We can complain as much as we like about results and performances, waiving away all ‘excuses’ offered, but we need to stop dismissing the impact injuries are having and have had for a worryingly prolonged period. We have had the most injuries of any club in Europe since the start of the 2021/22 season and the impact of that speaks for itself.
Last summer, injuries were reported to have gone up by more than 30 per cent overall since the 2021/22 season with covid and fixture congestion taking its toll, and Chelsea’s in particular, had more than doubled during that period (97). Also notable was that defenders stood out as the most injured, with wing-backs the busiest players covering the greatest distances during games, and having seen Chilwell, Alonso and James all in and out of treatment, it comes as no surprise to see defenders now slightly edging midfielders in the injury numbers.
Like him or not, Graham Potter found himself in a position of having 11 first-team players out at the same time and we know how we looked under him. For Potter, the XI in January 2023 related to Zakaria, Sterling, Pulisic, Kante, James, Fofana, Chilwell, Broja, Loftus-Cheek, Mendy and subsequently Felix to suspension. So, we can say what we like about him but during his tenure, he had the highest number of injuries to contend with of all Premier League managers. The top sides during that season had between 2 (Arsenal) and 4 (City) to compare at the same time we were carrying that 11 – and their seasons were the polar opposite. Liverpool were the next highest with 8 and their season also suffered, at least until their injury situation improved. Unfortunately, neither our injuries nor results improved, with a massive 216 games (1836 days) missed through injury whilst treble winners City had the fewest games missed (62).
In their ‘wisdom’ our new owners decided the best course of action in the summer of 2022 was to dismiss head physio Thierry Laurent and medical chief Paco Biosca in favour of outsourcing some private celebrity physio company. However, the injuries haven’t improved and neither, unsurprisingly, has our form. The current position going into tonight’s game against Fulham therefore, is Ben Chilwell out with another hamstring injury after going off against Brighton, Reece James remains unavailable with the same injury and likely to extend that with a ban after a slanging match in the tunnel. Christopher Nkunku sustained a serious knee injury before the season even got underway and we’re unlikely to see him back this calendar year. Benoit Badiashile also has a hamstring issue and hasn’t been on the pitch for us so far this season. Wesley Fofana is another player we haven’t seen and won’t see this season, due to an ACL injury in the summer. Trevoh Chalobah has a thigh injury. Romeo Lavia is still to make his debut after picking up an ankle injury as soon as he put pen to paper. Marcus Bettinelli has a knee injury and both Malo Gusto and Nicolas Jackson are suspended. Carney Chukwuemeka may be available again after a knee injury and Noni Madueke may also return but neither would be ready to start.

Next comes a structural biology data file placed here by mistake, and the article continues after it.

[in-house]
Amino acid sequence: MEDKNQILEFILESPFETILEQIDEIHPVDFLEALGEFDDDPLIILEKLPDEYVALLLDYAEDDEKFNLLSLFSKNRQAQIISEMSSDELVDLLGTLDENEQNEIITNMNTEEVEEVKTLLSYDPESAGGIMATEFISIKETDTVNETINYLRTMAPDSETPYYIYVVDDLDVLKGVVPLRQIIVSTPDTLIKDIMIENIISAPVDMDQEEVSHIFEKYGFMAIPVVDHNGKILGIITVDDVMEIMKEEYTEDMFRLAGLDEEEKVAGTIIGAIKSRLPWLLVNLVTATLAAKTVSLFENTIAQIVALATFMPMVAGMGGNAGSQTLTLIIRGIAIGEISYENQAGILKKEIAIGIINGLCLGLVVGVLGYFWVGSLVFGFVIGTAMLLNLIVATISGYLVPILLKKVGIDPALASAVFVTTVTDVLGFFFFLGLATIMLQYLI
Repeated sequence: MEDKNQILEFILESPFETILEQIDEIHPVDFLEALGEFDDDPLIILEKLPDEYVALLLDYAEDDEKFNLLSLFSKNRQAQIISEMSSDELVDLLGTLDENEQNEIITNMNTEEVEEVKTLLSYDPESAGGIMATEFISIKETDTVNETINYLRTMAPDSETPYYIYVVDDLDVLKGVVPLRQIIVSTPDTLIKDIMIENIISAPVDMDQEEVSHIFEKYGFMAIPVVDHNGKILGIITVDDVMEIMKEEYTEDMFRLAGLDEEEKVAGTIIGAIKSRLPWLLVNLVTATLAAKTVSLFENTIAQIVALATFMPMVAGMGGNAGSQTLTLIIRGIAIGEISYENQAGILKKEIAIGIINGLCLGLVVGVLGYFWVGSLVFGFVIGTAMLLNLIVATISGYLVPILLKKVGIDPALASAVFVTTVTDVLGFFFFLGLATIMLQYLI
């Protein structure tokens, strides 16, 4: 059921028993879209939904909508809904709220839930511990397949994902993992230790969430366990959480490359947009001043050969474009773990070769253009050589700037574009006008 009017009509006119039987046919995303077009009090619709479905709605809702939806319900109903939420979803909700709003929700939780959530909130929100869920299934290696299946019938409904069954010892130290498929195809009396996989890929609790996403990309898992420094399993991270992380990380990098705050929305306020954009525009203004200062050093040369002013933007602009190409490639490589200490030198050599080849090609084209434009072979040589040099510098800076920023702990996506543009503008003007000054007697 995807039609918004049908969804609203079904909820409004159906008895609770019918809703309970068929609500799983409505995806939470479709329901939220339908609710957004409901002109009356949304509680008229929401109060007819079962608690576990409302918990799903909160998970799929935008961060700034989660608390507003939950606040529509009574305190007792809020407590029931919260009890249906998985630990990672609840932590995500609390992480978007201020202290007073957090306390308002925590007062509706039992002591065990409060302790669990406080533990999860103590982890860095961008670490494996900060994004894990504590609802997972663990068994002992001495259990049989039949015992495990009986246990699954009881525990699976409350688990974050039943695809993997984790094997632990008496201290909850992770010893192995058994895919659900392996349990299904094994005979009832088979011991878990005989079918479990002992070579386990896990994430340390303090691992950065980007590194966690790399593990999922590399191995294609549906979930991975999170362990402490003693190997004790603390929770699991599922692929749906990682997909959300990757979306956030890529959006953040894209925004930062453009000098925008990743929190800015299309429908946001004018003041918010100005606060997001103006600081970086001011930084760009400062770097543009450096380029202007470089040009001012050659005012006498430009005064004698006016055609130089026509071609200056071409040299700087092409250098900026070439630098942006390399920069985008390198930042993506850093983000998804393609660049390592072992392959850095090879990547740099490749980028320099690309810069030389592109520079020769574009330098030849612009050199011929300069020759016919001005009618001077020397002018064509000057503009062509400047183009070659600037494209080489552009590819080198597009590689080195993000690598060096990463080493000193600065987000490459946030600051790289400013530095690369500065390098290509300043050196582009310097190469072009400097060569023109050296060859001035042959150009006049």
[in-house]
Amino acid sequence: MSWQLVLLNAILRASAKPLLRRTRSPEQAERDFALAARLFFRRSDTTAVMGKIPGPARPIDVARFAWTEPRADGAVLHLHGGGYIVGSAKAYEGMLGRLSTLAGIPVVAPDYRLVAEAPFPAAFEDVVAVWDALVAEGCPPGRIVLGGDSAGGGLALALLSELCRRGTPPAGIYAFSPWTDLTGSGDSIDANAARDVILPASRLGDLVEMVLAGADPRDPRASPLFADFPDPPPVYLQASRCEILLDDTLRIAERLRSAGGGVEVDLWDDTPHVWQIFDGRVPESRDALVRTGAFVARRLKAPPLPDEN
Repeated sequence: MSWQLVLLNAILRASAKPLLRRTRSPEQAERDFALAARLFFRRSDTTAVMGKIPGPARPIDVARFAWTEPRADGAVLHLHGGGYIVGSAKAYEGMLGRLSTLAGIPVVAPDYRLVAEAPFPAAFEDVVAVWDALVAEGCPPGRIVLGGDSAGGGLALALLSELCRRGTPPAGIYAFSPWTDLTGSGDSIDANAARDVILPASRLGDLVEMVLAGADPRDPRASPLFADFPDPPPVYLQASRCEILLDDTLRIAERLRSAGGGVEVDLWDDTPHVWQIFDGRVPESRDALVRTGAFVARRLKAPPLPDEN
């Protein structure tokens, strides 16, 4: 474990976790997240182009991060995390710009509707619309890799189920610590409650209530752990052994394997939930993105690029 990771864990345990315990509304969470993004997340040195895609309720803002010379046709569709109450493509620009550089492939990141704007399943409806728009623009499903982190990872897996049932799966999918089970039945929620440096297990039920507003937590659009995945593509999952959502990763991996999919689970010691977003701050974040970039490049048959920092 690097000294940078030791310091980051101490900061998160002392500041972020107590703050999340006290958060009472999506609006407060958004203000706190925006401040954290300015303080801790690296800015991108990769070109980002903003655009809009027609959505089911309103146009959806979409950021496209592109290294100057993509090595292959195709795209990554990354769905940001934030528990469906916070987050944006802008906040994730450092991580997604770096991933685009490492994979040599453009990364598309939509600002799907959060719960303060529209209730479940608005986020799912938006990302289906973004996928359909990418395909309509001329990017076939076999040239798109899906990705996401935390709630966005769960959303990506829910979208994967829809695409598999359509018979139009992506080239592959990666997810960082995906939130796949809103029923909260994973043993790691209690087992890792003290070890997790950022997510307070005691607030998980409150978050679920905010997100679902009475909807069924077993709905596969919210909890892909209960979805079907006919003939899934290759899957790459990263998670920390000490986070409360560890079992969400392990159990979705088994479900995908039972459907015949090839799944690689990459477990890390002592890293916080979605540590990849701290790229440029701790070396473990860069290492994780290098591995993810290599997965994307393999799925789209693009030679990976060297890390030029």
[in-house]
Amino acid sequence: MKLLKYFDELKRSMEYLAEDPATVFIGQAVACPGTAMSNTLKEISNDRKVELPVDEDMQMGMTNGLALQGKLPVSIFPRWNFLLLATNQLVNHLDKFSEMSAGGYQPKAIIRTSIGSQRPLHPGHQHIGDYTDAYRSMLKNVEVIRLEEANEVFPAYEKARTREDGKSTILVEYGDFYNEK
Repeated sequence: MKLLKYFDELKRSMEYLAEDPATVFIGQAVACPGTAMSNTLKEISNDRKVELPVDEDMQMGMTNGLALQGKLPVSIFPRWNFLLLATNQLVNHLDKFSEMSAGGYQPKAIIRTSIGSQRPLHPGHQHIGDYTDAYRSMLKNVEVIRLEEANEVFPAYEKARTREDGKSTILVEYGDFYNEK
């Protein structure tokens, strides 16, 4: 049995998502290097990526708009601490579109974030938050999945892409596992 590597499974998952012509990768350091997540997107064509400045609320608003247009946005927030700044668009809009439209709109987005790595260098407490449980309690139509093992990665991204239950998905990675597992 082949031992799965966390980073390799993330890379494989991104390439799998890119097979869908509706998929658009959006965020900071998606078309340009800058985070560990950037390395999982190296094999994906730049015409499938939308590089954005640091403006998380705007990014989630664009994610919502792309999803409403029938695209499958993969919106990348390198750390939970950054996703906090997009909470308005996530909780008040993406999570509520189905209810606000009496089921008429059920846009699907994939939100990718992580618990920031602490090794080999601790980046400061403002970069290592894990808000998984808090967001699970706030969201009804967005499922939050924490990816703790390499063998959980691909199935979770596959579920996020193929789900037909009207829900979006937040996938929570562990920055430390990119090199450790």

Of course, the impact of these ongoing injuries not only robs us of key players but also the consistency of any available XI to start a game week-to-week. It’s really not rocket science. It is sports science however, but I don’t profess to be an expert in that particular discipline and those that do might be well qualified to challenge me.
Where Pochettino is quick to defend the medical team, others will equally question the manager himself and his training methods after more injuries have seen our worst start to a season since we were relegated in 78/79. Yet that doesn’t tie in with last season’s injuries and woeful form. In fact, at Chelsea, it’s virtually impossible to tie our injuries and subsequent decline down to any individual manager, largely because of the frequency with which managers come and go. We’ve had, what? 4? 5 if you count Bruno. In a mere 16 months since the Americans arrived, we’ve seen Tuchel, Potter, Lampard and Bruno all go and Pochettino come in and each have ultimately had to manage a depleted side. When you look at how they’ve done that though, that’s where the consistency comes in – rotation, but not necessarily in personnel, because obviously that’s been unavoidable in the moment. Positions, less so but each have chosen, for whatever reason, to go for the square peg in round hole option, and these haven’t necessarily been determined by availability. Now we know the impact on performance because we’ve seen more than enough of it, but what’s the impact for players? We can say its psychological because we’ve likely witnessed that but physical impact? What’s the potential risk to a player, whose skills have been honed at centre back, for example, to be asked to play left-back? It requires a different physicality surely? Different preparation – and not just a training session or two. We might instead want to think about playing the system we have the available personnel for, rather than the system players have to be shoehorned into? Novel idea I know.
Anyway, that might explain some of the historical injuries but what about this season, because, with the exception of our wing-backs, who we know sustain more injuries purely down to their position, some of these have barely sniffed a pitch – bad luck? Divots at Cobham? Whatever it is, we need to start seeing an improvement given we’re a mile off Total Football but edging ever closer to Infinite Injuries FC.